Coders recorded the total number of friends in the participant's social network, which is listed on the web page (ICC = .97).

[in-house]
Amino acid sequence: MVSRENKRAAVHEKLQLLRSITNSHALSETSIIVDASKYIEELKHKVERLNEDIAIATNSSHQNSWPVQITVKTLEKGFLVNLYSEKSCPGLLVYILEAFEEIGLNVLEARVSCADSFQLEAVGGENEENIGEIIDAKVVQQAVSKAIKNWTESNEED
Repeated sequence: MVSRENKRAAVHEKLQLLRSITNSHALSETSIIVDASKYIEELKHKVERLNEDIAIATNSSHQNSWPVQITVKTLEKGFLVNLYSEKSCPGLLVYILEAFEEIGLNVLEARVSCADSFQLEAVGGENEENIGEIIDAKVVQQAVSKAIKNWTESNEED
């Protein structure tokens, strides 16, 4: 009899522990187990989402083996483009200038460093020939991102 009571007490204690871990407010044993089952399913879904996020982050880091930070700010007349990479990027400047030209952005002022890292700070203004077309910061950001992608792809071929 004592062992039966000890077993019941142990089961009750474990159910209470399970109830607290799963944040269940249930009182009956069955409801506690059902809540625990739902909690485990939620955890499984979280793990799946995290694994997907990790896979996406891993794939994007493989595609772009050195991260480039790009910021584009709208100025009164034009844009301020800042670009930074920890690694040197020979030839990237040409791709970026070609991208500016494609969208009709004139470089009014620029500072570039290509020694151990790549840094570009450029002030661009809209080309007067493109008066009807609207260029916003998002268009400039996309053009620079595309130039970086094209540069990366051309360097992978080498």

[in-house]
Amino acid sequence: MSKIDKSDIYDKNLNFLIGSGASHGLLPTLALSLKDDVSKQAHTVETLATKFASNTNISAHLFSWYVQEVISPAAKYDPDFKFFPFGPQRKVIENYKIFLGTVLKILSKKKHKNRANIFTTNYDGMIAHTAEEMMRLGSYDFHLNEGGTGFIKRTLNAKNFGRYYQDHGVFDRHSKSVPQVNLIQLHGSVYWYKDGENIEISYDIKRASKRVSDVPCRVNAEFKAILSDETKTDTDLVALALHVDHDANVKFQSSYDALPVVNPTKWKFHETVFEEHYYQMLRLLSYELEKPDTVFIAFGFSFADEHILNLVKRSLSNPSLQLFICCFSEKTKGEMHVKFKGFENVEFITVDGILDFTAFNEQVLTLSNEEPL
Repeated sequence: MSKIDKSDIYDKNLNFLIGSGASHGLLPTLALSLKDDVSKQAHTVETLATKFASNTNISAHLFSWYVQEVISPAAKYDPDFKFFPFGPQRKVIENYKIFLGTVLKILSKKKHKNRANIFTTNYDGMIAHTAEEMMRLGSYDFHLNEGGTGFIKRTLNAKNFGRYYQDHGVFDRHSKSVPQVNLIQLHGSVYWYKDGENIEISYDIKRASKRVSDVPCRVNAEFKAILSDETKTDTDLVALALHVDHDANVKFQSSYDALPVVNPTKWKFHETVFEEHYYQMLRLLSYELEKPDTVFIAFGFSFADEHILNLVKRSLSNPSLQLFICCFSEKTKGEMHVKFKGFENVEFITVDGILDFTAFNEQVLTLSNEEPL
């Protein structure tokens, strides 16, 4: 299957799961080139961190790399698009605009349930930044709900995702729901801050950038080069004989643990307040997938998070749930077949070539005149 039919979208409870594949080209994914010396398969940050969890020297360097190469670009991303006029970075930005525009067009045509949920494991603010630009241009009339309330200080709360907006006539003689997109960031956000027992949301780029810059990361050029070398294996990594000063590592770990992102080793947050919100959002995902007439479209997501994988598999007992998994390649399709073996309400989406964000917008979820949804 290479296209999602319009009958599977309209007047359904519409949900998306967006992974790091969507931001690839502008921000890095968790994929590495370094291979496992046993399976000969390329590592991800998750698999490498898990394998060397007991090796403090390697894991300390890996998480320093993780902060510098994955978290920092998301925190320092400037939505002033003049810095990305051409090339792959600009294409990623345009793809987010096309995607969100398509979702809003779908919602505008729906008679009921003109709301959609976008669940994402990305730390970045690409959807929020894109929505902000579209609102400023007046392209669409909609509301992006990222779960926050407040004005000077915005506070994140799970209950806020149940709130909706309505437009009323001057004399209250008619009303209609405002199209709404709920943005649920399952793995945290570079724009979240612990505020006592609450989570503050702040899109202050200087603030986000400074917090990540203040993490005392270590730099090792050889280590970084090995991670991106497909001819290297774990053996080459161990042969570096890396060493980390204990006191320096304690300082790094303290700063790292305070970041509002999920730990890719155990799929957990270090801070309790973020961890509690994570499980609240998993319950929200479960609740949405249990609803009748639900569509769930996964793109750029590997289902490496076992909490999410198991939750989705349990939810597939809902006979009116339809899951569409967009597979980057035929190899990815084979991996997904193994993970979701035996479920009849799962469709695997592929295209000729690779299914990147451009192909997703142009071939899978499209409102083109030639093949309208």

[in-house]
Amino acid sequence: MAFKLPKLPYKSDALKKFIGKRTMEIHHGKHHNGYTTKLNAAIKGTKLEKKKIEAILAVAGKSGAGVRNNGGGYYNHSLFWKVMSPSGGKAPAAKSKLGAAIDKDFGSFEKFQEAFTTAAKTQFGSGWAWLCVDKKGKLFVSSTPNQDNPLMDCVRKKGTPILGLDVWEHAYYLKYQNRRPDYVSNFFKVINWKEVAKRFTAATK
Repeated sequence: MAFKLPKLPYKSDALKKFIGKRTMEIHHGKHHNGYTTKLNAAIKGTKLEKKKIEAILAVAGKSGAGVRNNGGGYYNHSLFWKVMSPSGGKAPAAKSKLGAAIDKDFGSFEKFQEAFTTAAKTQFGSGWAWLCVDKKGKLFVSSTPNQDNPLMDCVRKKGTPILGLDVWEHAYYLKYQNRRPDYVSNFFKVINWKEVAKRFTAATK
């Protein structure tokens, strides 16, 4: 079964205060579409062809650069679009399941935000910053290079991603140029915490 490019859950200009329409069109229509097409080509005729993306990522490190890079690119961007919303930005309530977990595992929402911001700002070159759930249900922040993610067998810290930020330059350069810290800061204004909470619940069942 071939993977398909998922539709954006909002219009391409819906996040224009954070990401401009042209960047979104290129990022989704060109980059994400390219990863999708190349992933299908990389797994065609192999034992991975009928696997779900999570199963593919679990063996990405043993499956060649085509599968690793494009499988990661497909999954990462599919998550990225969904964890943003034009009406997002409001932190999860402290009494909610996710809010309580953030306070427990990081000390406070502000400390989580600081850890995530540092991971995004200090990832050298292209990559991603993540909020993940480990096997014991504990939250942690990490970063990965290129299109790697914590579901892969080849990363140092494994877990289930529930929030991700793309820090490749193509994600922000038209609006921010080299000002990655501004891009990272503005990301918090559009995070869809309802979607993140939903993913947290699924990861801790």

Coders examined the most recent 20 posts from friends displayed on the participant's web page. This number was chosen because most participants had many more than 20 posts, and the most recent 20 are automatically displayed on a participant's web page when someone clicks on the link to view posts. Coders counted the number of different friends who had posted comments among these 20 that indicated that the friend and the participant shared an actual relationship. This construct captured whether the participant was primarily communicating online with existing friends or communicating with strangers or distant acquaintances, as has been found in previous research to characterize youths with psychopathology (Wolak et al., 2003). Posts in which the friend said “see you at dinner” or “wasn't that lecture today hilarious?” suggested a connected relationship between individuals who communicate with one another outside of the online realm. Posts that appeared to be chain letters or posts, such as “what's up?” were not counted as connection, as they were not considered to demonstrate a close relationship between the friend and the participant (ICC = .84). Friends' connection posts were positively correlated with participants' self-report on the Online Friendships Questionnaire that they “talk with people online often seen in person” (r = .29; p = .03) and were negatively correlated with self-report that they “have a close friendship with someone they met online” (r = −.35; p < .01), questions used and validated in previous research (Morahan-Martin & Schumacher, 2003).